BPEL Concepts: Fault Handling & Compensation Fault Handling Like in Java, enables alternative execution paths Can trigger compensation Compensation ACID Transactions are not applicable when dealing with long running processes Compensation‐based recovery Compensation Handler can reverse the work performed by an already completed scope Compensation Handler is “installed” after successful execution of a scope Compensation can only be triggered by fault/compensation/termination handler of the enclosing scope © Tammo van Lessen 19
BPEL Concepts: Fault Handling & Compensation © Tammo van Lessen 20
BPEL Concepts: Data Manipulation (Strong type system) No explicit data flow Assigning variable values By receiving a message from a partner service By invoking a partner service and storing the result into a variable Copying (parts) of variables into other variables <assign> Drawbacks: Quite cumbersome, requires often XSLT Look at E4X and BPELJ © Tammo van Lessen 21
BPEL Concepts: Modelling Styles Block structured modelling Nesting of structured activities Use of <flow> activity for parallelism Graph based modelling <flow> activity with links t1 t2 Transition conditions & join conditions j Dead‐Path‐Elimination Acyclic graph to ensure sound execution semantics Loops can be realized with <while> / <repeatUntil> / <forEach> Not supported by Sun & Oracle! © Tammo van Lessen 22
BPEL Concepts: Graph‐based Modelling © Tammo van Lessen 23
BPEL 2.0 Activities Basic Activities Structured Activities receive reply invoke A flow pick B C M1 M2 … A assign validate sequence forEach 1. 2. … N. 1. 2. … N. throw rethrow exit while if-elseif-else c1 c2 compensate compensateScope c … repeatUntil scope wait c empty extensionActivity © Tammo van Lessen , figures by Simon Moser and Oleg Danilov
Apache ODE © Tammo van Lessen 27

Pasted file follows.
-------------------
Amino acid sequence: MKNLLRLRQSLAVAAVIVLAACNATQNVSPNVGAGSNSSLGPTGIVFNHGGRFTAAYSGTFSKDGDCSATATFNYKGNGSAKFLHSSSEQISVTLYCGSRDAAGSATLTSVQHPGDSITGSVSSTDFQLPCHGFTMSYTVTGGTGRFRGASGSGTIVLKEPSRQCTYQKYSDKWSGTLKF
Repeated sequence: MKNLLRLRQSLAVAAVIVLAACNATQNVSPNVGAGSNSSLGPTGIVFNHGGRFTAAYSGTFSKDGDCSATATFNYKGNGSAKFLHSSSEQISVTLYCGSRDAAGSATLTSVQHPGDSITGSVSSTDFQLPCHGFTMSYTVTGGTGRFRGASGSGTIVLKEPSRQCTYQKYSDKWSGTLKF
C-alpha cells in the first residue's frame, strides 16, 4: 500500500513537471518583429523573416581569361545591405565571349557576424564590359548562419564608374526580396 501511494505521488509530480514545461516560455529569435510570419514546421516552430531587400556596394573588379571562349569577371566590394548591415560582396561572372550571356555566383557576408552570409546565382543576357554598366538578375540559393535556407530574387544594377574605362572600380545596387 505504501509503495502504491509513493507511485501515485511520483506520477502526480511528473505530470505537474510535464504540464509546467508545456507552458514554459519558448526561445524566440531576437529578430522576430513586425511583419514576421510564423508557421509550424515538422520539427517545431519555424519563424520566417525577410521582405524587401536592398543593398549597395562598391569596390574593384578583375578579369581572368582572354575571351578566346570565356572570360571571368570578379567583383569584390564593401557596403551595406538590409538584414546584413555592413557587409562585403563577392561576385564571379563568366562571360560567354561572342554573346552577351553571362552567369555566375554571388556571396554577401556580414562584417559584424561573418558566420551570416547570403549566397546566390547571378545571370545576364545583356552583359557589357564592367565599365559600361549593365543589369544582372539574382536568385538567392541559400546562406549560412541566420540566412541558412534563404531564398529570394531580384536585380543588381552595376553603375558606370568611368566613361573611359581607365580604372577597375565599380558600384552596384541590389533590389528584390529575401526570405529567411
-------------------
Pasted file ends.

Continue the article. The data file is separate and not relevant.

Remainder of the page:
Apache ODE: Project History March 2006 Started in incubator Code donations from Intalio and Sybase Merge with Apache Agila July 2007 Graduated as top‐level project (TLP) August 2007 Release 1.1: Bug fixes, performance, BPEL compliance January 2008 Release 1.1.1: Bug fixes July 2008 Release 1.2: HTTP Binding, external variables, bug fixes November/December 2008 Release 1.3: RESTful BPEL, event multicasting, admin console, Eclipse integration Release 2.0: Refactorings, backward compatibility, extensions. © Tammo van Lessen 28
Apache ODE: Project Stats Cool and diverse community ODE being used in commercial projects Intalio BPMS Coghead … Figures ~ 10 committers 250 eMail / month (dev & user) 1500 page views / day ~ 2000 downloads / week BPEL compliance Supports BPEL 1.1 & BPEL 2.0 http://ode.apache.org/ws‐bpel‐20‐specification‐compliance.html Interoperable with existing tools © Tammo van Lessen 29
Apache ODE: Features Fast and scalable process engine Modular design & embeddable Lightweight ESB included Supported protocols: SOAP via HTTP/JMS/SMTP/what ever Axis2 can do, POX/HTTP Implicit Message Correlation Via HTTP headers and WS‐Addressing Supports BPEL extensibility (not yet released) Different deployment scenarios JBI, hot‐deployment Robustness Everything is internally executed within JTA/XA transactions Management and Auditing © Tammo van Lessen 30
Apache ODE: Architecture Modular and extensible architecture Deployment Unit *.bpel, *.wsdl, deploy.xml Deployment Strategy Apache ODE Integration Layer BPEL Process and Instance Compiler OModel Management Data Access BPEL Runtime Scheduler Axis2 Management & JACOB DAOs Event Processor JBI Events Transaction Manager SCA Hiber Open Scheduler Activity … nate JPA Implementations Expressions DB © Tammo van Lessen 31
Apache ODE: Extensions Activity Recovery JS/E4X RESTful BPEL Extensibility SimPEL/BPELscript External Variables Process Multicasts © Tammo van Lessen 32
Apache ODE: Getting Started Visit http://ode.apache.org/getting‐ode.html Download latest release Axis2 deployable is the easiest starter kit Download Tomcat Deploy ode.war to Tomcat and run it Done. Distro come with samples, just copy them into WEB‐INF/processes Go to http://host:port/ode to see the management console Use SOAPUI to explore processes © Tammo van Lessen 33
Apache ODE: What’s keeping us busy The upcoming release Both branches will be released soon New Features: AJAXy admin console Support for custom activities Event multicasting HTTP binding Integration with Eclipse BPEL RESTful BPEL Human Tasks (SingleShot) SimPEL / BPELscript Alternative Syntax for BPEL Targeting Developers SimPEL: BPEL relax BPELscript: Bi‐directional mapping www.bpelscript.org © Tammo van Lessen 34
Apache ODE: MMC © Tammo van Lessen 35
Apache ODE: MMC © Tammo van Lessen 36
Apache ODE: MMC © Tammo van Lessen 37
Thank you! Questions? © Tammo van Lessen 38